There is limited, yet compelling evidence supporting the role of surgeon technical performance in influencing patient outcomes. To date, this concept has been underexplored in endourologic procedures. We hypothesized that a surgeon's technical performance plays a role in predicting an early return to continence after robot-assisted radical prostatectomy (RARP).
We conducted a retrospective, matched case-control analysis of prospectively collected unedited RARP endoscopic videos performed by a single surgeon. A blinded observer with expertise in intraoperative video analysis evaluated clinically relevant steps of RARP using the global evaluative assessment of robotic skill (GEARS) and the generic error rating tool (GERT). The primary outcome was continence status at 3 months postoperatively, defined as patient use of less than or equal to a single precautionary pad. Mann-Whitney U tests examined differences in predictor variables between cases and controls, and multivariate analysis was conducted using binary logistic regression models.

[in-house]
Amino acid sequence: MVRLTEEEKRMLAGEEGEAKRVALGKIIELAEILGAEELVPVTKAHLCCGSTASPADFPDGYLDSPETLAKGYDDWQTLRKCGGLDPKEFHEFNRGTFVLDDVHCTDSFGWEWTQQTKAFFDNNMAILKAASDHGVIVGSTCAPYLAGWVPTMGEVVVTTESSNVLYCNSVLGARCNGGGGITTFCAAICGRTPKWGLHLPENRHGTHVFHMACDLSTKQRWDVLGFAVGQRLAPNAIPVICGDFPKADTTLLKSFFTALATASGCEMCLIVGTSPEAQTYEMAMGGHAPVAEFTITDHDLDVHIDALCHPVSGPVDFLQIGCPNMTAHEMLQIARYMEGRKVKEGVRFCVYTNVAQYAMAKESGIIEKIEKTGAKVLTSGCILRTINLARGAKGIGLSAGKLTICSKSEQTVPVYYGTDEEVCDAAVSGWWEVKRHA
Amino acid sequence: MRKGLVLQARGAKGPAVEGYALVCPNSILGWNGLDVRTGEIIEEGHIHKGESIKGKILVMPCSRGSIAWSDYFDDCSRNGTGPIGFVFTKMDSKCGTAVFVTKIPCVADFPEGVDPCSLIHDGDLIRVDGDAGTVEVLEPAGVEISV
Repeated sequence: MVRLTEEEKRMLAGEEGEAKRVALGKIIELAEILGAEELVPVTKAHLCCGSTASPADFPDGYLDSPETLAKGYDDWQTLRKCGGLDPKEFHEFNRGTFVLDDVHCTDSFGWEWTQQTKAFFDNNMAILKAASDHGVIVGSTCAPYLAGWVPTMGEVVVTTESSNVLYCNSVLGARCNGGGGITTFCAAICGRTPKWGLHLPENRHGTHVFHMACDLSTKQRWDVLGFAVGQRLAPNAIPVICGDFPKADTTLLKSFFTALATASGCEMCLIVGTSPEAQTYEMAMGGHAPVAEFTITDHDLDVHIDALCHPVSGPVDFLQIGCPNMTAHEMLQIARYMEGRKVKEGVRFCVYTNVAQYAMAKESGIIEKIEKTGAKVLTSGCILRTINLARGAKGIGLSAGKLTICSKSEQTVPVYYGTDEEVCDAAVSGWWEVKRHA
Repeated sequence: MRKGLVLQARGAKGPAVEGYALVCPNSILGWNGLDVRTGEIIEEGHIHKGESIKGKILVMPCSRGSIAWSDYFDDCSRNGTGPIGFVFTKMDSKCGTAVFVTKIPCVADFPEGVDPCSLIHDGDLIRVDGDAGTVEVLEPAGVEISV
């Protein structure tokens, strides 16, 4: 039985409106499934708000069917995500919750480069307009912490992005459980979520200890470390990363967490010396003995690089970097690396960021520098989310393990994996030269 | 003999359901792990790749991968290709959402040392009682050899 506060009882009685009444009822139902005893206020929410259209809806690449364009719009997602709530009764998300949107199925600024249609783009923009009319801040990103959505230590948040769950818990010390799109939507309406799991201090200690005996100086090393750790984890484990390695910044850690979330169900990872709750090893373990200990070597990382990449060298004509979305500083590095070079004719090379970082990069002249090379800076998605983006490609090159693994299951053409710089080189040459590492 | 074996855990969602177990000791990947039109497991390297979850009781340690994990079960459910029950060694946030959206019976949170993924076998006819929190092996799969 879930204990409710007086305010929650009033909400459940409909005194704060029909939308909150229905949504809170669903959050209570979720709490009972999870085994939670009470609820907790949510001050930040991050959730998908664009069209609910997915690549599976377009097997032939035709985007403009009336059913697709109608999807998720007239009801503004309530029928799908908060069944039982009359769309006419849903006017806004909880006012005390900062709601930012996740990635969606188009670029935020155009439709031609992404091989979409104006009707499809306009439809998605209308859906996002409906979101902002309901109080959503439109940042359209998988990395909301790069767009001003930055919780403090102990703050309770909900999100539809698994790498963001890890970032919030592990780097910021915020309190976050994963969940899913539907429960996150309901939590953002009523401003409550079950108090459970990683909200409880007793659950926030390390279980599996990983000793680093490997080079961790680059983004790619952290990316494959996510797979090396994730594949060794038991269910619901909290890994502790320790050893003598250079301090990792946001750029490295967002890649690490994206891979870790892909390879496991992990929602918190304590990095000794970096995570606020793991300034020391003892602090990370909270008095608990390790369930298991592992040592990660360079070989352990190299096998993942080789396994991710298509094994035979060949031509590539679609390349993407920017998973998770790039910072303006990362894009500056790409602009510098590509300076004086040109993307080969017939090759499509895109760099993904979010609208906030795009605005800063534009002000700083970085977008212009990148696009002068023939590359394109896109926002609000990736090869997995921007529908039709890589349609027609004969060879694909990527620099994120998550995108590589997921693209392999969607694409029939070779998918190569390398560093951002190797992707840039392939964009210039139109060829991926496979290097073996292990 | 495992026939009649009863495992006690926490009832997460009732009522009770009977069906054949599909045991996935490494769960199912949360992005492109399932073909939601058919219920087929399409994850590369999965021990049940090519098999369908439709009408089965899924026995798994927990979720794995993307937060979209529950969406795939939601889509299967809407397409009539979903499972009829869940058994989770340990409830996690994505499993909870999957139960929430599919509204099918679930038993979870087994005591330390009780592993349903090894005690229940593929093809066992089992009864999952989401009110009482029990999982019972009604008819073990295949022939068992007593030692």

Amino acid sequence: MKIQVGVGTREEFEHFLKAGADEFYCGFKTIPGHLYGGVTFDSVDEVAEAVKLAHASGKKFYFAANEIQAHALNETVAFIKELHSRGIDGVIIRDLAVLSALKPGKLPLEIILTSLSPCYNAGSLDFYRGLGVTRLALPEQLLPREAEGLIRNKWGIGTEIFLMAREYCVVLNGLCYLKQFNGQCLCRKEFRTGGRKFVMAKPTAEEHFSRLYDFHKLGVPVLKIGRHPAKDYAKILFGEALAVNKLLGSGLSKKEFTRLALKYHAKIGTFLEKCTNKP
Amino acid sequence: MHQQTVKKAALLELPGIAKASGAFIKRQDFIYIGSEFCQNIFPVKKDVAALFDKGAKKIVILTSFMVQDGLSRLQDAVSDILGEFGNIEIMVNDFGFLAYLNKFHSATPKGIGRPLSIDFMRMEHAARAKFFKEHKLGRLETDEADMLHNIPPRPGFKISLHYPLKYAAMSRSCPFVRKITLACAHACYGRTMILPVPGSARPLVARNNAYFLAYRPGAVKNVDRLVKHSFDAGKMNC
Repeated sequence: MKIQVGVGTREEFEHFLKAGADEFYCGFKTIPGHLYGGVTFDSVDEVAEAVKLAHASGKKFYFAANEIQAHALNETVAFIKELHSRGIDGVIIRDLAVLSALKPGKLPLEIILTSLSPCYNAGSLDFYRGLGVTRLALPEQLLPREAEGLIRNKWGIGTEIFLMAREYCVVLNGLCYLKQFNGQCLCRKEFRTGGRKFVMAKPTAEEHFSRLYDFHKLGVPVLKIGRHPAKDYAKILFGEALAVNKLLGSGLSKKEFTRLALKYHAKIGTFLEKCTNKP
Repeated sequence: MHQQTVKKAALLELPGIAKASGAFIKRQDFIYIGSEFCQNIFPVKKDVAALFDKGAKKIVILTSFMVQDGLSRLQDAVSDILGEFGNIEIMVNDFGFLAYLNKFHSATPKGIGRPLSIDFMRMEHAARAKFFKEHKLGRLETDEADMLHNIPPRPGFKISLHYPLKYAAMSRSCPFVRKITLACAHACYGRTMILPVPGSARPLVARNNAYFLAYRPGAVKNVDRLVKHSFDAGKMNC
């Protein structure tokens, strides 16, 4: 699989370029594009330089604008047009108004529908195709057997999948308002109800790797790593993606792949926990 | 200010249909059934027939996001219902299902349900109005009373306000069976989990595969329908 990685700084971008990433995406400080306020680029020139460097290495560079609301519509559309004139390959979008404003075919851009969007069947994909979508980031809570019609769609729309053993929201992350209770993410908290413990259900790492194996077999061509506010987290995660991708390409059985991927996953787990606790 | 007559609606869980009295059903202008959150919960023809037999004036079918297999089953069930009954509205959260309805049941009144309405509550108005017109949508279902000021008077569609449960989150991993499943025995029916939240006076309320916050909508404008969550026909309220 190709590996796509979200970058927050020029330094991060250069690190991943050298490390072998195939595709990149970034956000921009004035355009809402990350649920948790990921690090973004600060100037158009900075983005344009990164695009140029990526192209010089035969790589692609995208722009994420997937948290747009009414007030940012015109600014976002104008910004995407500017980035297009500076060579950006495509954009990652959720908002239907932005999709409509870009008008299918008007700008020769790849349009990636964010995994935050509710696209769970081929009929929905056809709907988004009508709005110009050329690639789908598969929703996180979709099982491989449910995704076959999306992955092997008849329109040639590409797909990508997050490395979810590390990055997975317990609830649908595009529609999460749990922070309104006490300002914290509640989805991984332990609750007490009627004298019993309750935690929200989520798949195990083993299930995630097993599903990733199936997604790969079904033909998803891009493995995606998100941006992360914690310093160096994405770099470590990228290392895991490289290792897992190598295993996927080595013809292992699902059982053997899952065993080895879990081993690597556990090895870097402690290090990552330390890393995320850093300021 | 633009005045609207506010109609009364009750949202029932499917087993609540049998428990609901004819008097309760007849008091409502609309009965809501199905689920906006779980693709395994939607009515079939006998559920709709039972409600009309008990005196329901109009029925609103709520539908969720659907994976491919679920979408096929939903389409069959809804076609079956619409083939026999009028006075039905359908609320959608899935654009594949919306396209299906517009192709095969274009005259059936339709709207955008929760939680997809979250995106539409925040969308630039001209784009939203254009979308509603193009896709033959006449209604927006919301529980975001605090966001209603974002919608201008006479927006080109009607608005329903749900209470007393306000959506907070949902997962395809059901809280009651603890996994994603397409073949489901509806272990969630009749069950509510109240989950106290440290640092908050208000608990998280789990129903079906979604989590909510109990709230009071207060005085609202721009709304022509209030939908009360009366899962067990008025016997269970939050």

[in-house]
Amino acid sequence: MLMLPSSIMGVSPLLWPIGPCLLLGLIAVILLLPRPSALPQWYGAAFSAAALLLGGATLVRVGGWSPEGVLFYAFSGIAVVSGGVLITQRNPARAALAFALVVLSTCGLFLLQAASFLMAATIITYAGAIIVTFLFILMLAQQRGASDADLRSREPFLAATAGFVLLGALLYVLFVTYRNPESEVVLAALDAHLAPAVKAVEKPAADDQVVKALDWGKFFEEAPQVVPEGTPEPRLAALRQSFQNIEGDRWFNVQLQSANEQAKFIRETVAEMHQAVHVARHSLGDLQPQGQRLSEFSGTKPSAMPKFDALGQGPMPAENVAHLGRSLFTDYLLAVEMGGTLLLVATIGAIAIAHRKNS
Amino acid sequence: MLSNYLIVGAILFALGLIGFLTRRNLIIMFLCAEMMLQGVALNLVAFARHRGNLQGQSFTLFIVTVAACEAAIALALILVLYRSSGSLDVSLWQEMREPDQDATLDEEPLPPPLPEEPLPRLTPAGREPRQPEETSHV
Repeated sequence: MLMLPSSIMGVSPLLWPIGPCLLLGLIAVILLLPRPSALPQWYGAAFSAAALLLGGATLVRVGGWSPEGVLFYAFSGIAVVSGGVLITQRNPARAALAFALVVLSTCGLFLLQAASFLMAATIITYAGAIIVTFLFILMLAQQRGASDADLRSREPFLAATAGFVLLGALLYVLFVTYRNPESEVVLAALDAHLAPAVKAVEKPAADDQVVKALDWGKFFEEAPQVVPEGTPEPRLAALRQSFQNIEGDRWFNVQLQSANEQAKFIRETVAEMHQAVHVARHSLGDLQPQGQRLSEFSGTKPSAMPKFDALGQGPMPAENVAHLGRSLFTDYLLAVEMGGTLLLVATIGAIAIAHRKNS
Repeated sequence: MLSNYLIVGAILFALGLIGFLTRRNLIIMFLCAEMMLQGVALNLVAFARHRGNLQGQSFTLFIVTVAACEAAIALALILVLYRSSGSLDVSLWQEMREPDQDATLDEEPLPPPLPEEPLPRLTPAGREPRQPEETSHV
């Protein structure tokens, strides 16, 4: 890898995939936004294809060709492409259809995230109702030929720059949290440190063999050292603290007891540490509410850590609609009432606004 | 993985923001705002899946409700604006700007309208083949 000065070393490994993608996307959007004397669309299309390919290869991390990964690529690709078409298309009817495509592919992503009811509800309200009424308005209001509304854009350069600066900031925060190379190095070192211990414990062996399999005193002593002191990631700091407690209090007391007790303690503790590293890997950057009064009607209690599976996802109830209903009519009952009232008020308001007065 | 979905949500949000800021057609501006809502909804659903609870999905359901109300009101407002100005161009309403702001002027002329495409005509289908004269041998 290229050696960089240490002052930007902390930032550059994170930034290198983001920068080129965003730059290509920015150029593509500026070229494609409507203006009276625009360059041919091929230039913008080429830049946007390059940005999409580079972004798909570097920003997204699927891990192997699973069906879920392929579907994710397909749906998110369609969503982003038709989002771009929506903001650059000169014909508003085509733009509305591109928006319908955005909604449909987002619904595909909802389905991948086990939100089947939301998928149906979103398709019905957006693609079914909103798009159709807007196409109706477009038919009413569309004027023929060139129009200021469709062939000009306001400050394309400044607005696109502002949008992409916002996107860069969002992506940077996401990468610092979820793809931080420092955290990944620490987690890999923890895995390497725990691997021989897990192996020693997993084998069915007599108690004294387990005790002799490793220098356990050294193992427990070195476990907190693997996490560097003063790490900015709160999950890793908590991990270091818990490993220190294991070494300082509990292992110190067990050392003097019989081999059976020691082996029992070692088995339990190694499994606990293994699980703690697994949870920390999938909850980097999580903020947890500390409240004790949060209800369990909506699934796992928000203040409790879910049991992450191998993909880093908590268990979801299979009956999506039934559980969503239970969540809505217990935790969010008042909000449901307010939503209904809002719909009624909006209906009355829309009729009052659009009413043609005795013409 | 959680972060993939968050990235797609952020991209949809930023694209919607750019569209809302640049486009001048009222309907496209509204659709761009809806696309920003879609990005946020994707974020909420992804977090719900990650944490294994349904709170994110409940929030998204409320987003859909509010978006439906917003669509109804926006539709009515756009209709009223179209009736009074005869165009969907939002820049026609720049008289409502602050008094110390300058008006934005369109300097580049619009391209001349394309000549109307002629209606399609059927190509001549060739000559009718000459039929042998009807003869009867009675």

Twenty-four incontinent patients were matched for age, body mass index, preoperative International Prostate Symptoms Score, use of posterior/anterior hitch, prostate weight, and learning curve position. No statistically significant difference in errors between groups was observed using the GERT. On multivariate analysis, overall case GEARS score was independently predictive of 3-month continence status (odds ratios [OR] = 0.55, 95% confidence interval [CI] 0.33-0.91), as were urethrovesical anastomosis (OR = 0.70, 95% CI 0.50-0.97) and bladder neck GEARS scores (OR = 0.69, 95% CI 0.51-0.94).
Our study generates the hypothesis that there may be a link between surgeon technical performance and functional outcomes in RARP. This relationship may have implications for the accreditation and training of future urologists and warrants further investigation.